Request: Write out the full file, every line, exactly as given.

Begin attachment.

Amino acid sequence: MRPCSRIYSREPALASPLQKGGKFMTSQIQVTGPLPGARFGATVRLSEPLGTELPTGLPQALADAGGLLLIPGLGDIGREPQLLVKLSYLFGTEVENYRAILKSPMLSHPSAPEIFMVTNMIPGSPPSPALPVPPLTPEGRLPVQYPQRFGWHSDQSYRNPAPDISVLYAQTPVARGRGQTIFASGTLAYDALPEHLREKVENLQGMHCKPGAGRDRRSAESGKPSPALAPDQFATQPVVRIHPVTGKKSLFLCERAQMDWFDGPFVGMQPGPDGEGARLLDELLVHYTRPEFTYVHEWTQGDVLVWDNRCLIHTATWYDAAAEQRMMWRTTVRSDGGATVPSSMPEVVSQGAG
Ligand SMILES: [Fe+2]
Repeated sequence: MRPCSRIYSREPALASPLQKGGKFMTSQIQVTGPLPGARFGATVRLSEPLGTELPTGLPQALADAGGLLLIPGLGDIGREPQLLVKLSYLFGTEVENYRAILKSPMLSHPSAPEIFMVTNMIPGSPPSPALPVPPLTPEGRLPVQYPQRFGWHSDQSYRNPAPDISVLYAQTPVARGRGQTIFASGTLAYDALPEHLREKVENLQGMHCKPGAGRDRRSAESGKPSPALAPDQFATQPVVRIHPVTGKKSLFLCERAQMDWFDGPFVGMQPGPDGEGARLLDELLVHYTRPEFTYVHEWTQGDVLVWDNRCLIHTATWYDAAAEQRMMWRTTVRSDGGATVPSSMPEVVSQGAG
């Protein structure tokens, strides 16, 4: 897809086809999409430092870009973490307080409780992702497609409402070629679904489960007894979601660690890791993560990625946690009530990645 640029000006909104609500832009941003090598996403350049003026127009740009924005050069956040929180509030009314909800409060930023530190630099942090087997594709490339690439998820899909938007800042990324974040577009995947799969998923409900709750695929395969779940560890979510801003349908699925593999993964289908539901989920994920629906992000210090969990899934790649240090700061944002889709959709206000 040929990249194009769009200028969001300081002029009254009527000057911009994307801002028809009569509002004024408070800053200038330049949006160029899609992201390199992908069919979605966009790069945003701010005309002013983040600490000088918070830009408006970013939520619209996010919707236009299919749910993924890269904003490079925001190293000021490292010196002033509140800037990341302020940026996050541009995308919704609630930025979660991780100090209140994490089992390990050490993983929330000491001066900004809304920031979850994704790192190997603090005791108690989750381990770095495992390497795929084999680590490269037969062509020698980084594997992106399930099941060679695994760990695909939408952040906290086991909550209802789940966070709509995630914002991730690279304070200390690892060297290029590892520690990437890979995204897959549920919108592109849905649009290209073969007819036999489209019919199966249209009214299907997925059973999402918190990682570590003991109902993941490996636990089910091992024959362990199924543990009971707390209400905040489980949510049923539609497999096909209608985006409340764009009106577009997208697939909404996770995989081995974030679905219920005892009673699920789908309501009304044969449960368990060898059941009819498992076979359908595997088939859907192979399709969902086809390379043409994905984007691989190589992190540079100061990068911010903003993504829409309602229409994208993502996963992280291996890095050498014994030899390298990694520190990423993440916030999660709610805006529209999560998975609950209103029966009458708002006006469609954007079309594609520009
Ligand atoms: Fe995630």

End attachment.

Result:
Amino acid sequence: MRPCSRIYSREPALASPLQKGGKFMTSQIQVTGPLPGARFGATVRLSEPLGTELPTGLPQALADAGGLLLIPGLGDIGREPQLLVKLSYLFGTEVENYRAILKSPMLSHPSAPEIFMVTNMIPGSPPSPALPVPPLTPEGRLPVQYPQRFGWHSDQSYRNPAPDISVLYAQTPVARGRGQTIFASGTLAYDALPEHLREKVENLQGMHCKPGAGRDRRSAESGKPSPALAPDQFATQPVVRIHPVTGKKSLFLCERAQMDWFDGPFVGMQPGPDGEGARLLDELLVHYTRPEFTYVHEWTQGDVLVWDNRCLIHTATWYDAAAEQRMMWRTTVRSDGGATVPSSMPEVVSQGAG
Ligand SMILES: [Fe+2]
Repeated sequence: MRPCSRIYSREPALASPLQKGGKFMTSQIQVTGPLPGARFGATVRLSEPLGTELPTGLPQALADAGGLLLIPGLGDIGREPQLLVKLSYLFGTEVENYRAILKSPMLSHPSAPEIFMVTNMIPGSPPSPALPVPPLTPEGRLPVQYPQRFGWHSDQSYRNPAPDISVLYAQTPVARGRGQTIFASGTLAYDALPEHLREKVENLQGMHCKPGAGRDRRSAESGKPSPALAPDQFATQPVVRIHPVTGKKSLFLCERAQMDWFDGPFVGMQPGPDGEGARLLDELLVHYTRPEFTYVHEWTQGDVLVWDNRCLIHTATWYDAAAEQRMMWRTTVRSDGGATVPSSMPEVVSQGAG
């Protein structure tokens, strides 16, 4: 897809086809999409430092870009973490307080409780992702497609409402070629679904489960007894979601660690890791993560990625946690009530990645 640029000006909104609500832009941003090598996403350049003026127009740009924005050069956040929180509030009314909800409060930023530190630099942090087997594709490339690439998820899909938007800042990324974040577009995947799969998923409900709750695929395969779940560890979510801003349908699925593999993964289908539901989920994920629906992000210090969990899934790649240090700061944002889709959709206000 040929990249194009769009200028969001300081002029009254009527000057911009994307801002028809009569509002004024408070800053200038330049949006160029899609992201390199992908069919979605966009790069945003701010005309002013983040600490000088918070830009408006970013939520619209996010919707236009299919749910993924890269904003490079925001190293000021490292010196002033509140800037990341302020940026996050541009995308919704609630930025979660991780100090209140994490089992390990050490993983929330000491001066900004809304920031979850994704790192190997603090005791108690989750381990770095495992390497795929084999680590490269037969062509020698980084594997992106399930099941060679695994760990695909939408952040906290086991909550209802789940966070709509995630914002991730690279304070200390690892060297290029590892520690990437890979995204897959549920919108592109849905649009290209073969007819036999489209019919199966249209009214299907997925059973999402918190990682570590003991109902993941490996636990089910091992024959362990199924543990009971707390209400905040489980949510049923539609497999096909209608985006409340764009009106577009997208697939909404996770995989081995974030679905219920005892009673699920789908309501009304044969449960368990060898059941009819498992076979359908595997088939859907192979399709969902086809390379043409994905984007691989190589992190540079100061990068911010903003993504829409309602229409994208993502996963992280291996890095050498014994030899390298990694520190990423993440916030999660709610805006529209999560998975609950209103029966009458708002006006469609954007079309594609520009
Ligand atoms: Fe995630």